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Ukraine Cyberattack Wasn't Really About Ransom, Security Experts Say

Cash machines in a supermarket in Kiev weren't working on Wednesday after a cyberattack paralyzed computers in Ukraine and elsewhere. Victims included government offices, energy companies, banks and gas stations.
Efrem Lukatsky
Cash machines in a supermarket in Kiev weren't working on Wednesday after a cyberattack paralyzed computers in Ukraine and elsewhere. Victims included government offices, energy companies, banks and gas stations.

A deeper look at the virus that struck computers in Ukraine and elsewhere this week has shown that what initially looked like ransomware was in fact a type of malware called a "wiper." Rather than extorting money, it's goal was to erase victims' hard drives, disrupt their business and misdirect suspicions about the attacker's identity, according to The Washington Post and other media reports.

Victims of the cyberattack saw a screen asking them to pay $300 in bitcoin for a key to unlock their computer – the same ploy used by the WannaCry ransomware that hit computers in more than 150 countries in May.

But security experts say this attack was different.

"It definitely wasn't ransomware and wasn't financially motivated," Jake Williams, founder of cybersecurity firm Rendition Infosec, tells the Post. "The goal was to cause disruption in computer networks."

Likewise, Matt Suiche, founder of cybersecurity firm Comae Technologies, writes on his website, "The goal of a wiper is to destroy and damage ... Different intent. Different motive. Different narrative."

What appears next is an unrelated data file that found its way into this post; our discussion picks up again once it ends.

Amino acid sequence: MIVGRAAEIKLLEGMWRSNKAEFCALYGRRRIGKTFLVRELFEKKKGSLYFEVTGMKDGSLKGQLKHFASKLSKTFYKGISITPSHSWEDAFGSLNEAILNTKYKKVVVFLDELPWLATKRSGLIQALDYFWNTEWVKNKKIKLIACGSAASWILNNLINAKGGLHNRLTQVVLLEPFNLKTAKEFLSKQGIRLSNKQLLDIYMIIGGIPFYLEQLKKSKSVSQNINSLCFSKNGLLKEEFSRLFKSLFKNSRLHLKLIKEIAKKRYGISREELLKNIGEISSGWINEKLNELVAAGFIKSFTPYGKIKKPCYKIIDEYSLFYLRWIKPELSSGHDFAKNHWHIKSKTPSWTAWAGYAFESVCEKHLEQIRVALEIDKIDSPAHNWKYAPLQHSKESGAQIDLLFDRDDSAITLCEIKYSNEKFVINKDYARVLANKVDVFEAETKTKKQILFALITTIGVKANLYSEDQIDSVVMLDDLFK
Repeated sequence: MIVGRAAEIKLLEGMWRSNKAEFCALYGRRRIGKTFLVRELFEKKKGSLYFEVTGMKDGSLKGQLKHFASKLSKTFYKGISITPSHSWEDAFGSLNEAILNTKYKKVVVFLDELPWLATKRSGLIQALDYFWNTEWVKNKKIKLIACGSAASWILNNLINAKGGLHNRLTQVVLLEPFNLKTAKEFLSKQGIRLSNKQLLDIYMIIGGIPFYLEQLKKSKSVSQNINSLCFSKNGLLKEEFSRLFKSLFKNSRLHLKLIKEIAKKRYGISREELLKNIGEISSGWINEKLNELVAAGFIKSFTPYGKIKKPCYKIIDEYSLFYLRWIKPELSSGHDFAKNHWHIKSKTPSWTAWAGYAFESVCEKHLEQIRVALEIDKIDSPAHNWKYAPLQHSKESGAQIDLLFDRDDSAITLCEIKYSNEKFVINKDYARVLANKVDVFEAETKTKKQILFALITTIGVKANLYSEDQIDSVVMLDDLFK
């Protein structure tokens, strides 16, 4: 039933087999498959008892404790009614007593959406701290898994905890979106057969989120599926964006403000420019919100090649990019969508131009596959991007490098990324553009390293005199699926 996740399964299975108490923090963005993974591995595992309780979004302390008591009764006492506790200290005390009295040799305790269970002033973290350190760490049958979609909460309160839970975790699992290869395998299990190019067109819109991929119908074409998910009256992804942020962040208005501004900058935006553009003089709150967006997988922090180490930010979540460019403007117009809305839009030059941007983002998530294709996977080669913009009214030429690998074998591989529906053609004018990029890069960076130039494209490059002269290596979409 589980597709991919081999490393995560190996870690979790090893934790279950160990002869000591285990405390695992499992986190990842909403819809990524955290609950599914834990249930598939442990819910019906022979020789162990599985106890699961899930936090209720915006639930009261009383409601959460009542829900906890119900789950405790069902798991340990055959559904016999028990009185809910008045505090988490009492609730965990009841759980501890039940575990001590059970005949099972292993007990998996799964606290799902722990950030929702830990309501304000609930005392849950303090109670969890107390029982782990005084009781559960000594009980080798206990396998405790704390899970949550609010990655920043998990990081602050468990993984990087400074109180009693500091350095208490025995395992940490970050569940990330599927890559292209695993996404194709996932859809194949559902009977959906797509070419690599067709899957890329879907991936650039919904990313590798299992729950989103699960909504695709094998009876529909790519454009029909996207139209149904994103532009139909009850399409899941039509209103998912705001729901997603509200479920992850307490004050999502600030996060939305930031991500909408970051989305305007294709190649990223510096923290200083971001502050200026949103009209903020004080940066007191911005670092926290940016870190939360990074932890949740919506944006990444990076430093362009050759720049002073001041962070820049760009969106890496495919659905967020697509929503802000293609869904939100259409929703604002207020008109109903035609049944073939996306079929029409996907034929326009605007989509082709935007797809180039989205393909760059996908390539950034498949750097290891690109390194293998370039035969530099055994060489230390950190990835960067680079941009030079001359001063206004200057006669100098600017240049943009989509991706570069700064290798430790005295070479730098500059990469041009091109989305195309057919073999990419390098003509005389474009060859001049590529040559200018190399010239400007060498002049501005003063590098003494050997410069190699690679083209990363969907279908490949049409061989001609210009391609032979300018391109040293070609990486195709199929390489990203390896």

Suiche says the perpetrator wanted to disguise the intent of the attack. "We believe the ransomware was in fact a lure to control the media narrative," Suiche writes, "... to attract the attention on some mysterious hacker group rather than a national state attacker like we have seen in the past in cases that involved wipers such as Shamoon."

Still, Reuters says Ukrainian politicians blamed Russia for the attack, even as a Kremlin spokesman dismissed "unfounded blanket accusations."

The news agency says security researchers believe one goal of the attack was to put malware onto computers in government and commercial offices in Ukraine, perhaps in preparation for future sabotage.

In the short term, The New York Times says, the attack may have been aimed at shutting down Ukraine's computer systems. The malware appeared on the eve of a holiday celebrating the country's independence and initially targeted an unlikely group: tax accountants. The Times says many of them use Ukrainian-made software that runs on computers using Microsoft Windows and was recently updated. Microsoft said in a statement it has evidence that some of the ransomware infections started in the updating process.

Experts believe the attackers would have known they could get in through the update, the newspaper adds.

The attack paralyzed thousands of computers, shut down ports, factories and offices and spread to about 60 countries, Reuters says.

A second cyber attack hit Ukrainian's state power distributor, Ukrenergo, on Thursday, but didn't affect the nation's power network, according to the news service.

Danish shipping giant A.P. Maersk-Moller was hit hard by the spread of the malware this week, but said Friday its operations are almost back to normal, The Associated Press reports.

As for those still wondering if they should pay the ransom to restore their computers, Suiche notes, "The payment email address isn't accessible anymore if victims would happen to send payments."

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Kathy Goldgeier
Kathy Goldgeier is NPR's Network Hub Content Manager. She is part of a team reimagining the collaboration between NPR and Member stations. She works closely with the regional news hubs that bring stations together to share resources, coordinate coverage and reach new audiences.
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